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Facing Nuclear Fear
Renewing public support after Fukushima Daiichi.
take as a result? How does the nuclear industry deal with fear and reality when it comes to explaining risks and opportunities of nuclear power? What education and outreach strategies can make a difference to public perception?
Incidents and Reactions
In 2010, 62 percent of the U.S. public supported nuclear power. 1 Since the Fukushima disaster, support for nuclear power in the United States has dropped to 43 percent. 2 On the other hand, another poll indicates that 60 percent of respondents say there’s no difference in their support for nuclear power since Fukushima, 3 and 59 percent express support if new plants are located in earthquake-free zones, and away from large populations. 4 In Congress there’s a split between Republican support (52 percent) vs. Democrat opposition (65 percent) to more nuclear power plants.
Regional support for nuclear power differs. Nuclear industry media experts point out there continues to be strong local support for nuclear power plants from New Jersey to the South and Southwest, where the economic benefits are tangible. These plants provide jobs, and many people know someone who works at a nuclear plant. 82 percent of Americans living in close proximity to nuclear power plants favor nuclear energy, and 71 percent are willing to see a new reactor built near them, according to a public opinion survey of more than 1,100 adults across the United States conducted for NEI in July and August, 2011, by Bisconti Research Inc. with Quest Global Research Group. That contrasts with strong local opposition in Vermont and parts of New York.
In 1979, when the Three Mile Island incident occurred, there were other concerns that offset fears about nuclear risks. A revolt in Iran threatened oil supplies and raised concerns about dependence on foreign oil—just six years after OPEC had imposed an oil embargo and sparked a global energy crisis. In that context, public support for nuclear power remained high. It took three years after the Three Mile Island incident for public support for nuclear power to drop from 52 percent at the time of the accident to 38 percent in November 1982. By then, the energy crisis was off the front pages, and support for nuclear power had eroded.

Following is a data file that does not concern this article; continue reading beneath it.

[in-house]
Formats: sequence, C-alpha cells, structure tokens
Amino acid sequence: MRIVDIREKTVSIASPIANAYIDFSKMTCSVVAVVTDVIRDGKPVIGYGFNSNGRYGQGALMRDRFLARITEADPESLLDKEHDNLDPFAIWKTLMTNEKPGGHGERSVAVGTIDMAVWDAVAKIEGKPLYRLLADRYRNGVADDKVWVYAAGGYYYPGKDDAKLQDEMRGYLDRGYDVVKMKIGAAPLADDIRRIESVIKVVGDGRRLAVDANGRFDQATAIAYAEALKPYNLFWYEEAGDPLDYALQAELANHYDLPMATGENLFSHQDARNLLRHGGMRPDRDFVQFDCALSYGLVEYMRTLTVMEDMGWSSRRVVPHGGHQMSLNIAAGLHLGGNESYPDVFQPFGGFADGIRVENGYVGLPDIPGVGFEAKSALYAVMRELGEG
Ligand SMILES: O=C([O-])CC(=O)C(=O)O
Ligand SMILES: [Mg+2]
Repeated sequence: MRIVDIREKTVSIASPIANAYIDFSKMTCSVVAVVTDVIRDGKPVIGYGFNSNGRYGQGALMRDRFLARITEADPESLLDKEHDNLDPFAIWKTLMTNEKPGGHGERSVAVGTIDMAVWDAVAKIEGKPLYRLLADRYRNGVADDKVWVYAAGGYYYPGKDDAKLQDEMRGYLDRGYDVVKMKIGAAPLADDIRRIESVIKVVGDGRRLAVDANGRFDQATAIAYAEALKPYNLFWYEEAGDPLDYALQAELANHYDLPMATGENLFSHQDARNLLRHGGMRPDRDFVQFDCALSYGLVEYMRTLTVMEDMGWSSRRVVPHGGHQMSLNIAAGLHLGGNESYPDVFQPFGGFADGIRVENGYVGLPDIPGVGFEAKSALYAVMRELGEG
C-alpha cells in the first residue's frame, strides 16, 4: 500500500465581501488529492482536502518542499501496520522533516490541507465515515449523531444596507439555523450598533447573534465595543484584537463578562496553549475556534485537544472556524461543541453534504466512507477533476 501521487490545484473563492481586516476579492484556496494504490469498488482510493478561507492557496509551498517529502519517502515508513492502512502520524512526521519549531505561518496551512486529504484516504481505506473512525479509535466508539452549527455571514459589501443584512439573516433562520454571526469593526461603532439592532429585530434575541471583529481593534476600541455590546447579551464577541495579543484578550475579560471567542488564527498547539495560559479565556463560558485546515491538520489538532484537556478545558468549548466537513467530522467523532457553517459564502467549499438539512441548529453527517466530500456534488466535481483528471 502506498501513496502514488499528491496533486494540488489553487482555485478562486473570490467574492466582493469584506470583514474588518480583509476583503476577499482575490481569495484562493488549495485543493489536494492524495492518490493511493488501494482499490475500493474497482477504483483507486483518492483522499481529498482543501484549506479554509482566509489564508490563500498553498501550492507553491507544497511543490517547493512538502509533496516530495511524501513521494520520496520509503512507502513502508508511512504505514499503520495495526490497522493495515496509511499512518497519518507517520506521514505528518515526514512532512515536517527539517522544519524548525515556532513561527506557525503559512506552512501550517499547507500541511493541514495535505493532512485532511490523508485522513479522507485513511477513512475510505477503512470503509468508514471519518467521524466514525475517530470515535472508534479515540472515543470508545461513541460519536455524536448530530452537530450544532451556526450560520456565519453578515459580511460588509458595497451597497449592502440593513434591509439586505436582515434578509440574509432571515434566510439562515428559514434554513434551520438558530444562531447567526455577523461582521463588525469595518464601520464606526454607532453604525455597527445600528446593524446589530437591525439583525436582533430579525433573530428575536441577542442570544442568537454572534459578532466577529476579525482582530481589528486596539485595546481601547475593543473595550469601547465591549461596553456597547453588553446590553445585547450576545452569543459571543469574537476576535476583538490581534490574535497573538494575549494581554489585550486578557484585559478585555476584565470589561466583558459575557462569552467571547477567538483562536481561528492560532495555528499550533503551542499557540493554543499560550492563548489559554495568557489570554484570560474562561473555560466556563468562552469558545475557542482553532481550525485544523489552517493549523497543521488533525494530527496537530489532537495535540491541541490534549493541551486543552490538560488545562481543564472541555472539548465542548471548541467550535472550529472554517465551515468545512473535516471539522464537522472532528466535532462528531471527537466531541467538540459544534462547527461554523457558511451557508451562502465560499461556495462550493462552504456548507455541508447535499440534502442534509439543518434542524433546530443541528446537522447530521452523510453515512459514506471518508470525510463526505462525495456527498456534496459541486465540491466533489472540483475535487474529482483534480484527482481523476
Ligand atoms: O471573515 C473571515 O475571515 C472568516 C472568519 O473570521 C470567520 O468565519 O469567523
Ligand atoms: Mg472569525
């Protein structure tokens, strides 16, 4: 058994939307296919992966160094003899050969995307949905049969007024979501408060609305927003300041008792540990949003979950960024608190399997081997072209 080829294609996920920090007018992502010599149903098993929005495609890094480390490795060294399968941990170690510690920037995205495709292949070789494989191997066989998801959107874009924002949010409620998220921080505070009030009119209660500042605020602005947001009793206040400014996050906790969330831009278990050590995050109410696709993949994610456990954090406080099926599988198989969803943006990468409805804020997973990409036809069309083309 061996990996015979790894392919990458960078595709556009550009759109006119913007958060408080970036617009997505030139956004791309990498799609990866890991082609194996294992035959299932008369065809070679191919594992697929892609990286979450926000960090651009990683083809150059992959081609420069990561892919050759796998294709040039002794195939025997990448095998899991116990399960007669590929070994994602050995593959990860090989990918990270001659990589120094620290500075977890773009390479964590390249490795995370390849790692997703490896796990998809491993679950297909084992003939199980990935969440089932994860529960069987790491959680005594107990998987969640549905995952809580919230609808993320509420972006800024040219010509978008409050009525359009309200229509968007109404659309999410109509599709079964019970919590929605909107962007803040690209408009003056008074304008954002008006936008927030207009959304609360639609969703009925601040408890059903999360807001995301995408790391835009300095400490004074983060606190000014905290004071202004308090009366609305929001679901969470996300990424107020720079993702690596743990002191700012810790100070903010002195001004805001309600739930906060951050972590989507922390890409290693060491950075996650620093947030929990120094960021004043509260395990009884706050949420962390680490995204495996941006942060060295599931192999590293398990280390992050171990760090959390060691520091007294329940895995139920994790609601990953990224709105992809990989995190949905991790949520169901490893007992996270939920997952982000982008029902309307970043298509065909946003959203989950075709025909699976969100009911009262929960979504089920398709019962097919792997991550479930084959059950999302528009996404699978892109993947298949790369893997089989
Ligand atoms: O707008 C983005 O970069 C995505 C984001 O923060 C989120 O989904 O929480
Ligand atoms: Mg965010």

Then came the Chernobyl meltdown in 1986, raising new fears about nuclear safety. Six months later, however, support for nuclear actually increased from 44 percent to 52 percent because environmental critics and proponents alike had educated the public that U.S. reactors were safer than those in the Ukraine, with strong containment structures, and that the industry had benefited from the lessons from the TMI incident. 5
After TMI, which was caused by human error, the nuclear industry responded by improving its training practices and launching an educational and promotional campaign on the safety of nuclear power plants. The industry also formed the Institute for Nuclear Power Operations (INPO), which instituted better training methods for operators, regular evaluations of plant operations, and assistance to help nuclear plants improve their performance.
INPO also helped operators establish more efficient maintenance procedures that have increased capacity factors of